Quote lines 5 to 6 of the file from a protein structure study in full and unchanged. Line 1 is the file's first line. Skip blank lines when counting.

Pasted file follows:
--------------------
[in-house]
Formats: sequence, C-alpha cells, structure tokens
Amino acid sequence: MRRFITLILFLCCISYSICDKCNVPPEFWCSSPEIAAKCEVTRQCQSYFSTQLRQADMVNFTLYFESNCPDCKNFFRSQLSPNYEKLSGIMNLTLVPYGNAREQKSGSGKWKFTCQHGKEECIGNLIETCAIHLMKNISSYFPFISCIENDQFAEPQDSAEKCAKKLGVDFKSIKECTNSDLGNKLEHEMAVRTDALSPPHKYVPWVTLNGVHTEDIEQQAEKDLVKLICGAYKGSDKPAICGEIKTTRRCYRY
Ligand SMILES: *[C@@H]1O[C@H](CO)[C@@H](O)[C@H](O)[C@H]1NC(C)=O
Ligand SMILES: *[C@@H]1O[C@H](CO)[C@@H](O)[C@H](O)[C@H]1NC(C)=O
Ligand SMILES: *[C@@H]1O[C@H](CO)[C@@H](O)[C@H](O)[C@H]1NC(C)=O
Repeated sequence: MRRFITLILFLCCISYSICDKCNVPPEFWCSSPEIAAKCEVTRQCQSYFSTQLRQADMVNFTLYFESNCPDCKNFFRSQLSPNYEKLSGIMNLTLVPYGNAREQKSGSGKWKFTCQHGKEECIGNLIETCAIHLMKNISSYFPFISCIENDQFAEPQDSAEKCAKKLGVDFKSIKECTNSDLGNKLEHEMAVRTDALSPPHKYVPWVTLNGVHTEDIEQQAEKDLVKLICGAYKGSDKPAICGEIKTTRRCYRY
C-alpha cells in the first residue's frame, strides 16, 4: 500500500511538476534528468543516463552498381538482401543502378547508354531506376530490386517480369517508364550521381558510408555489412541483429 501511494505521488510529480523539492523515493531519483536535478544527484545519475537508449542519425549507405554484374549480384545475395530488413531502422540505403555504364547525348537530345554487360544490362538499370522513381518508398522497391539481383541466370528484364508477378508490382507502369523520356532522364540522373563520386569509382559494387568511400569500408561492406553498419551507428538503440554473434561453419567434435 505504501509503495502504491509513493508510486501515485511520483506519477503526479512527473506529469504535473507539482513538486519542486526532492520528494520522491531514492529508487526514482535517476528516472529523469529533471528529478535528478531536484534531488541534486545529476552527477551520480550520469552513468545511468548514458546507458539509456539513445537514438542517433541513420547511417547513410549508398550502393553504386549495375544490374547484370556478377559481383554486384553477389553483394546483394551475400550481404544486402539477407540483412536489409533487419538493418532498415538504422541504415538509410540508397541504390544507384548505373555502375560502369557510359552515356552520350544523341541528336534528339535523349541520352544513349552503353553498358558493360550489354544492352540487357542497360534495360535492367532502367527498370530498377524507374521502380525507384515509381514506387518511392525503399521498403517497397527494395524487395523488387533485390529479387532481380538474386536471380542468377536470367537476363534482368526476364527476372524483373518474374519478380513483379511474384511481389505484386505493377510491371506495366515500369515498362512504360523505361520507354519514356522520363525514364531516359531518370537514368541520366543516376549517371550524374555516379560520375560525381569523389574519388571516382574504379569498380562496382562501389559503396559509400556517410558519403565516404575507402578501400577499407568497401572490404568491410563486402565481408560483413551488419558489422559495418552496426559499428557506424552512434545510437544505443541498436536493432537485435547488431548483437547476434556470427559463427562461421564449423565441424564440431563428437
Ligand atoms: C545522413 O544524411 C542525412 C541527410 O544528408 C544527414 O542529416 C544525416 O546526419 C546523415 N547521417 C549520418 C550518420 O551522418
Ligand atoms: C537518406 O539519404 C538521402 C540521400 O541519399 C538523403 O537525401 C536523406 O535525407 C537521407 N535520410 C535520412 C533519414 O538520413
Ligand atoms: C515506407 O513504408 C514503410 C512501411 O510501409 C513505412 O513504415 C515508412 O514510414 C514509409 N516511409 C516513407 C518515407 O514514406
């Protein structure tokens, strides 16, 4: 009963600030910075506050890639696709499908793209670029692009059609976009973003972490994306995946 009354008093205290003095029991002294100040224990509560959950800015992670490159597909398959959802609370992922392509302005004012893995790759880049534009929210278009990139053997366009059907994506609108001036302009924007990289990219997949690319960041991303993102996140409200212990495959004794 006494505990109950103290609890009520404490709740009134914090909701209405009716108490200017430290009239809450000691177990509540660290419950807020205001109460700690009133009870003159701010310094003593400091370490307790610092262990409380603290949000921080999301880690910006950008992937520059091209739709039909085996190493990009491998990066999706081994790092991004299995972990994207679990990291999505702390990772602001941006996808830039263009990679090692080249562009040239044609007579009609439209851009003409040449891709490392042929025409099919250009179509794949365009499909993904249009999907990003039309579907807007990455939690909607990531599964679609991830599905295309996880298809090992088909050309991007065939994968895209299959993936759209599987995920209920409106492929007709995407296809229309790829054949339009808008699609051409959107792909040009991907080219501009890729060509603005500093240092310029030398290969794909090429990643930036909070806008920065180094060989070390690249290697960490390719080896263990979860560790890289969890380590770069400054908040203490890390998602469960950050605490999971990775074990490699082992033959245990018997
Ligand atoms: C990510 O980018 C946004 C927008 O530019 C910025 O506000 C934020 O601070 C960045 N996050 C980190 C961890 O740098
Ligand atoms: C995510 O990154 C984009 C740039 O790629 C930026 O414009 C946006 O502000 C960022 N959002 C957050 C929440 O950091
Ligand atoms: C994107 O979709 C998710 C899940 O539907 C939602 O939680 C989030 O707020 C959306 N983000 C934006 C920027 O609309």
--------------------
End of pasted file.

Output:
Ligand SMILES: *[C@@H]1O[C@H](CO)[C@@H](O)[C@H](O)[C@H]1NC(C)=O
Ligand SMILES: *[C@@H]1O[C@H](CO)[C@@H](O)[C@H](O)[C@H]1NC(C)=O